The Irish Presidency has signalled its intention to actively progress the legislative proposal for the enforcement of the Directive concerning the Posting of Workers in view of the important contribution it can make in preventing the exploitation of this category of vulnerable workers. The proposal is a major outstanding priority under the Single Market Act. It seeks to establish a level playing field for the provision of cross-border services for business operations in a functioning Single Market and to guarantee respect for minimum standards for posted workers.
Significant progress has been made in Council on some of the technical aspects of the dossier, concerning for example the cross-border enforcement of administrative fines and penalties. You will of course be aware that two Articles in particular have proven challenging for Council, and, I understand, for yourselves as co-legislators. These are Article 12 on Joint and Several Liability, and Article 9, on National Control Measures. I would encourage the earliest possible publication of your Committee’s opinion, which will serve as guidance for us all. As you know, Ireland’s ambition is to have reached a General Approach by the end of our Presidency. We will work closely with your Committee, including, as appropriate, consulting and engaging with your Rapporteur and Shadow Rapporteurs, to secure significant agreement between the Council and the Parliament on this dossier in the period of our Presidency.
Free movement of workers is one of the four freedoms on which the Single Market is based. Workers who do choose to move continue, however, to encounter difficulties which relate to the exercise of rights conferred by EU law. As many mobile workers are still unaware of their rights and obligations, we will commence work on a new legislative proposal from the Commission strengthening the supports and protections against discrimination available to mobile EU workers. We will also commence work on new proposals from the Commission on the employment rights of seafarers.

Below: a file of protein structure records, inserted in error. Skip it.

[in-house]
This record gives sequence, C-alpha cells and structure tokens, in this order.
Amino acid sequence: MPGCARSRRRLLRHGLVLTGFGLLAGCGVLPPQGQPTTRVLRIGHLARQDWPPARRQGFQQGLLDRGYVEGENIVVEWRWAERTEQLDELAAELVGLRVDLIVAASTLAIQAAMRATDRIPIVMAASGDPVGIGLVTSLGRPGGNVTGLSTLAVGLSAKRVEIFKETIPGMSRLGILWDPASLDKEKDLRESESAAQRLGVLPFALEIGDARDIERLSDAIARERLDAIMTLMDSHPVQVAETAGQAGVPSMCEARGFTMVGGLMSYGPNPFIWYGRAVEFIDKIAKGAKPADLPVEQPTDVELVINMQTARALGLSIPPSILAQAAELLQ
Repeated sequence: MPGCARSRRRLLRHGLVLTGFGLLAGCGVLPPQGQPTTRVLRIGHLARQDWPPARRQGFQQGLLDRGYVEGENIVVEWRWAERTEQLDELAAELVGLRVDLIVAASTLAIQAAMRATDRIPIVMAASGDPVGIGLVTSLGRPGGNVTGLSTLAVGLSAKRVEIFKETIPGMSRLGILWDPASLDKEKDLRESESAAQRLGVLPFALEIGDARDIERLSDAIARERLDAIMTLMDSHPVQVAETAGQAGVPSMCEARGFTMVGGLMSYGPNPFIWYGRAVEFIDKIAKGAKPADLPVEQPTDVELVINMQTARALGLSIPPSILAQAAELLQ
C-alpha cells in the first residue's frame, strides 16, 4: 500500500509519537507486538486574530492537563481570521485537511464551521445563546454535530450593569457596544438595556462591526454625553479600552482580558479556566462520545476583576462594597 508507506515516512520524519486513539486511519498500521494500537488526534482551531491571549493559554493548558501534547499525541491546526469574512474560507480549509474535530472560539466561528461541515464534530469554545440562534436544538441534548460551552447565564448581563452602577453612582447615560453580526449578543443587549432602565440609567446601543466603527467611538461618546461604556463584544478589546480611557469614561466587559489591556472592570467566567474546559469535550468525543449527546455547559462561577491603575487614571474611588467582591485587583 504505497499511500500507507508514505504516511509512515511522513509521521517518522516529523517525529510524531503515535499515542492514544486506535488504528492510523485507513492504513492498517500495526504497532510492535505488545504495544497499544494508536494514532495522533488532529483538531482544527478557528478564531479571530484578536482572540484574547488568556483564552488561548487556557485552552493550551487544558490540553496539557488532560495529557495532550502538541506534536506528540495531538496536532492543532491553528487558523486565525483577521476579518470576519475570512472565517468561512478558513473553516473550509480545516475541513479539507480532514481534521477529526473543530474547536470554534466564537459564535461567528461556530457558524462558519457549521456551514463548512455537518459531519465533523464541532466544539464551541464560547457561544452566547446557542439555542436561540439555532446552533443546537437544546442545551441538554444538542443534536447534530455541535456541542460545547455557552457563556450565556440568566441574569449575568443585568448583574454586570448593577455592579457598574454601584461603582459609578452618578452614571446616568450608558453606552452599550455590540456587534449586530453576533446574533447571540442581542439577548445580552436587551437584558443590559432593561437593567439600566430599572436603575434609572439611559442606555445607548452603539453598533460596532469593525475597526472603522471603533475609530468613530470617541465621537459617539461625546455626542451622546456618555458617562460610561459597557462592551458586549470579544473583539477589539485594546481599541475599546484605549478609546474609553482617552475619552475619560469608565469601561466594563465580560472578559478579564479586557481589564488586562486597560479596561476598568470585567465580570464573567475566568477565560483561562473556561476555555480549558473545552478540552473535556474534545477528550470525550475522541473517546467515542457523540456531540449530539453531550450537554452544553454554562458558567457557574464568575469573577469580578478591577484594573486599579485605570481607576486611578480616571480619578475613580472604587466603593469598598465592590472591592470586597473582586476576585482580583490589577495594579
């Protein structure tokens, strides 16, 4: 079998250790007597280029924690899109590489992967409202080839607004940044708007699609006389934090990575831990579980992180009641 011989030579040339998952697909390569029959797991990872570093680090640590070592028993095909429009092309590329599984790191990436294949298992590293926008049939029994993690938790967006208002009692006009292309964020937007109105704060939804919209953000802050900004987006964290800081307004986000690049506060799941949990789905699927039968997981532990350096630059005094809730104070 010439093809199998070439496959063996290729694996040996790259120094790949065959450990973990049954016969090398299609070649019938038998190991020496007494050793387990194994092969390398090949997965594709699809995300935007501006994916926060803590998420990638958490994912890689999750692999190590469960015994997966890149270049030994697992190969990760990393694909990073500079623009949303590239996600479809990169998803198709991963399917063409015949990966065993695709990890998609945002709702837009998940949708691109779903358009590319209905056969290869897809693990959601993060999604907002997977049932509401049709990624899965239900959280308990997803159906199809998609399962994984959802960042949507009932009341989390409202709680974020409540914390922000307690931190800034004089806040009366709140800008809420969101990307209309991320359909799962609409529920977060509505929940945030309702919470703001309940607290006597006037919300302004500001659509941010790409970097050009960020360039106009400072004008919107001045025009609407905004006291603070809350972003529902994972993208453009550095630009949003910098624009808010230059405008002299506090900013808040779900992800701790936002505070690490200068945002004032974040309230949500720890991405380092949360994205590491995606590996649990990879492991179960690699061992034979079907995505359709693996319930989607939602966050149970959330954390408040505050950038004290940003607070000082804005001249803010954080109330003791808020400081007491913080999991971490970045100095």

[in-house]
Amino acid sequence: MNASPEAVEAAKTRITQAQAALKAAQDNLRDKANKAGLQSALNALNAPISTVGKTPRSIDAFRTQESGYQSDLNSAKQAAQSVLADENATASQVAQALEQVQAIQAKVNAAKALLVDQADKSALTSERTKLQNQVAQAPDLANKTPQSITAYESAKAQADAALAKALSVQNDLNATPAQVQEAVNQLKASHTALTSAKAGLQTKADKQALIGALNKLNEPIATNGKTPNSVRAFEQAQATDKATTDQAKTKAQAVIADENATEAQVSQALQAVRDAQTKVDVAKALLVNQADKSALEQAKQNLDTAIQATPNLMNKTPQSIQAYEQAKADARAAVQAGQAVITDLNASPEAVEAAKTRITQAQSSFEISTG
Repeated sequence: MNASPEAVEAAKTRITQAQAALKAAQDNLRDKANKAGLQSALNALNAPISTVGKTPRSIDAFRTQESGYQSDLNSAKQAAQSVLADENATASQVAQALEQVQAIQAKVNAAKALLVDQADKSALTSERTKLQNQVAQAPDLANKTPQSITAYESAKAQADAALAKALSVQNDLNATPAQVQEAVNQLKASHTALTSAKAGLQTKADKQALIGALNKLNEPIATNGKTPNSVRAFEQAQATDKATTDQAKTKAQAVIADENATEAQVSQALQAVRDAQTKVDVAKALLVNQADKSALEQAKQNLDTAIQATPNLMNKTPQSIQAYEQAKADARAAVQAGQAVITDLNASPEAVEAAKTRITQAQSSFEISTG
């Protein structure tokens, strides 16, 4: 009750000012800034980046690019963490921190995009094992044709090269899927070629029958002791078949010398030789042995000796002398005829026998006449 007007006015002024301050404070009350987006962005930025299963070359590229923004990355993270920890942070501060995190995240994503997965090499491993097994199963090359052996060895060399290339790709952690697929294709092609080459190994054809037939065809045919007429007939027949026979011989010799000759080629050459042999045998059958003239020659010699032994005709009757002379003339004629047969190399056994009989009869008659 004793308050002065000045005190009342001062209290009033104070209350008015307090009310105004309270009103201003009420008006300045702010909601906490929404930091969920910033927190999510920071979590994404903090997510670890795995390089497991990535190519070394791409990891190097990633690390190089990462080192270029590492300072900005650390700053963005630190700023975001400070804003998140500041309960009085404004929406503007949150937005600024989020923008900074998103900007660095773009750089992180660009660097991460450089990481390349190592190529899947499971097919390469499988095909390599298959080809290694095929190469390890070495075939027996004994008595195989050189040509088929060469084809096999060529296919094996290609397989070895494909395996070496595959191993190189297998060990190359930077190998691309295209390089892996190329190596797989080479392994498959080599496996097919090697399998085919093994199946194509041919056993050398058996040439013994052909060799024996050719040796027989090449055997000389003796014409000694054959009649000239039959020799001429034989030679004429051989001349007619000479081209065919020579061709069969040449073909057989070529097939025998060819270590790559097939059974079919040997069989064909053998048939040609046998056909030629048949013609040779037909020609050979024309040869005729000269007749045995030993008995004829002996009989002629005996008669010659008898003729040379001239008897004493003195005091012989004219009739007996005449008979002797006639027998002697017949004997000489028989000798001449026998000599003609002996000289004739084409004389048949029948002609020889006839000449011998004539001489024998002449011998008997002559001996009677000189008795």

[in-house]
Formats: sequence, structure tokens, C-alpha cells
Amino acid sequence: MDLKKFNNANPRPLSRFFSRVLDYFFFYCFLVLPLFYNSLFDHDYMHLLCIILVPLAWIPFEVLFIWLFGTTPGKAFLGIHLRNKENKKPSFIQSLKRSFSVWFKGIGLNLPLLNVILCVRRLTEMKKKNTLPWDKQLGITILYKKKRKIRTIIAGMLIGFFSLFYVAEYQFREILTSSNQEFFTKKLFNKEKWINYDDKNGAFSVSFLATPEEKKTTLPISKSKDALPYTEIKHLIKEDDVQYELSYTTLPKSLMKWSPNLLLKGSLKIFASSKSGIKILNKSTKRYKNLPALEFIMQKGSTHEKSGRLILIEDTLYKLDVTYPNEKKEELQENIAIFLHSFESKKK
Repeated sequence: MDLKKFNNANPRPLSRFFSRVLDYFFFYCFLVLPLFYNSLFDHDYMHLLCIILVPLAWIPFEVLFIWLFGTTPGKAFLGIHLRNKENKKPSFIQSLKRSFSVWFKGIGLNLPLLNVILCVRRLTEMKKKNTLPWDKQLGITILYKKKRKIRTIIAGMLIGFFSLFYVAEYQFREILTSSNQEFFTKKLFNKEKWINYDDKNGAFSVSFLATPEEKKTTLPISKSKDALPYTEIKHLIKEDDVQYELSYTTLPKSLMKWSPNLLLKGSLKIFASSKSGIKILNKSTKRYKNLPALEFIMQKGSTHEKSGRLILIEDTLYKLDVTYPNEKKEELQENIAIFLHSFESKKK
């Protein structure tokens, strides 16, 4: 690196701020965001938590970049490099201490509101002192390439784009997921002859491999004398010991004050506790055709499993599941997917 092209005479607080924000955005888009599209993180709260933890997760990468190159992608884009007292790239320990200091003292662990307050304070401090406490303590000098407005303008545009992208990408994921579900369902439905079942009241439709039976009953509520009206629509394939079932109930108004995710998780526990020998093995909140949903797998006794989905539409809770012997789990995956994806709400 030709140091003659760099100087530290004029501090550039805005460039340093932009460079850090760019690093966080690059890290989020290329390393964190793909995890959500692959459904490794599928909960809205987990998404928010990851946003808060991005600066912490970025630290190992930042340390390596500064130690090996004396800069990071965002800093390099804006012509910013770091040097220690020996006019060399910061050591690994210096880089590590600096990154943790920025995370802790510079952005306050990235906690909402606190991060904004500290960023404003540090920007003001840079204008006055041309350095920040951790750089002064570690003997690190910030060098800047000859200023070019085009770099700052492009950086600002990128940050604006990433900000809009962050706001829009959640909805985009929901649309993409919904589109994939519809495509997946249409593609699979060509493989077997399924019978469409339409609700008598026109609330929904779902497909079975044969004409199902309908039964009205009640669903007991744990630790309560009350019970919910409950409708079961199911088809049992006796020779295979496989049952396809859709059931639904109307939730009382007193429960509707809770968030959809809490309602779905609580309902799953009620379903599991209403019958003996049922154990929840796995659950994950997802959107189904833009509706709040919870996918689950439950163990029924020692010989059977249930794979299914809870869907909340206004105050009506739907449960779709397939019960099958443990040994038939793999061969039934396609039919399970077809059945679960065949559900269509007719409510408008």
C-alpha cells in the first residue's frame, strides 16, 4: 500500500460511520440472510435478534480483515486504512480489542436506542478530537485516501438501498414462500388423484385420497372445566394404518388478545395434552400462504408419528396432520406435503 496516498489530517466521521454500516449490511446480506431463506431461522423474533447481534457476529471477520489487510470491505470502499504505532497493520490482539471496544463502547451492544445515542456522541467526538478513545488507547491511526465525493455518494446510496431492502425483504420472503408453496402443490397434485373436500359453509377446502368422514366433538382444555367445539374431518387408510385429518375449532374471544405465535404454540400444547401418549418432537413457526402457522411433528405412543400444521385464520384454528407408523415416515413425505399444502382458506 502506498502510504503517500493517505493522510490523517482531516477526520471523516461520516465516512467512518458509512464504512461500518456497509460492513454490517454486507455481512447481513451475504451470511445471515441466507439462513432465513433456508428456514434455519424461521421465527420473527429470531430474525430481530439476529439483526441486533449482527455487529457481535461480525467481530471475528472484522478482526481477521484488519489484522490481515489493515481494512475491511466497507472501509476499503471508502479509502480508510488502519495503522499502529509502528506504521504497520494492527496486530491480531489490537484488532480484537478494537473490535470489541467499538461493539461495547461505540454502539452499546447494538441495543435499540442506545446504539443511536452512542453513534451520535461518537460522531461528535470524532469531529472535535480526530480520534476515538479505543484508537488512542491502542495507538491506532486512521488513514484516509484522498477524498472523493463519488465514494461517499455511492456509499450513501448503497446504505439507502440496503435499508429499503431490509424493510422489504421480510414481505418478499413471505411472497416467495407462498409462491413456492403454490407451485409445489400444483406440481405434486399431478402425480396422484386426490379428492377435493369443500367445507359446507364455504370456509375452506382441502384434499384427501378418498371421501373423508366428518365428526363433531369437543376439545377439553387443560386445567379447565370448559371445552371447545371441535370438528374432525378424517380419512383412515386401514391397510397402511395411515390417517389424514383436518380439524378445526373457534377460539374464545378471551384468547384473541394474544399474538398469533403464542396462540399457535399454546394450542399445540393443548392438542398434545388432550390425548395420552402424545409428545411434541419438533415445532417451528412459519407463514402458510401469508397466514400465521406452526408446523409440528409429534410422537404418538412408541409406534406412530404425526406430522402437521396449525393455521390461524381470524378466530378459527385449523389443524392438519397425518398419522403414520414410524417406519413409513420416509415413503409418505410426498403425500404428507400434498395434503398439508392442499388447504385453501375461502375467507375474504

The Presidency, I am glad to report, has already been engaged on the task of seeking to progress to an agreed outcome the current negotiations with
Parliament on the Proposal concerning health and safety requirements for workers exposed to risk from electromagnetic fields. I know that Parliament's Employment Committee has already considered the Proposal and that both Parliament and the Council have moved considerable closer to an agreed Proposal building on the work of our predecessor Presidencies. The formal trilogue will be in mid-February and I believe that we will be able to agree on outstanding issues and bring this important proposal to agreement during the Irish Presidency, to the benefit of workers across the Union.
We also look forward to commencing work on new proposals from the Commission on the protection for workers using hazardous chemicals. The Proposals in this area are important as they will ensure that a number of existing health & safety worker protection Directives do not fall into disrepute by becoming technically obsolete. With a fair wind we may be able to ready the Proposal in this area for trilogue. Madam, I endorse your Committee’s concern that the economic effects of the crisis and the severe economic downturn in some Member States should not serve as a pretext for the defective application of legislation on health and safety at work, or undermine occupational risk prevention policies.
Ireland will also continue to work on the proposed Directive on the principle of equal treatment for persons irrespective of religion or belief, disability, age or sexual orientation, as well as commencing work on a new proposal on the accessibility of goods and services especially for the disabled and elderly.
The Irish Presidency will work to strengthen the EU's engagement with the International Labour Organisation and with the G20 process in the employment field. We welcome the interest that your Committee has taken in developing relations with the ILO. The Presidency will be engaged in consultations with Member States and with international social partners in advance of the ILO European regional meeting on Jobs, Growth and Social Justice in Oslo in April and also the International Labour Conference in Geneva in June.
I propose now to hand over to my colleague, Joan Burton, and will be happy to respond to any questions in due course.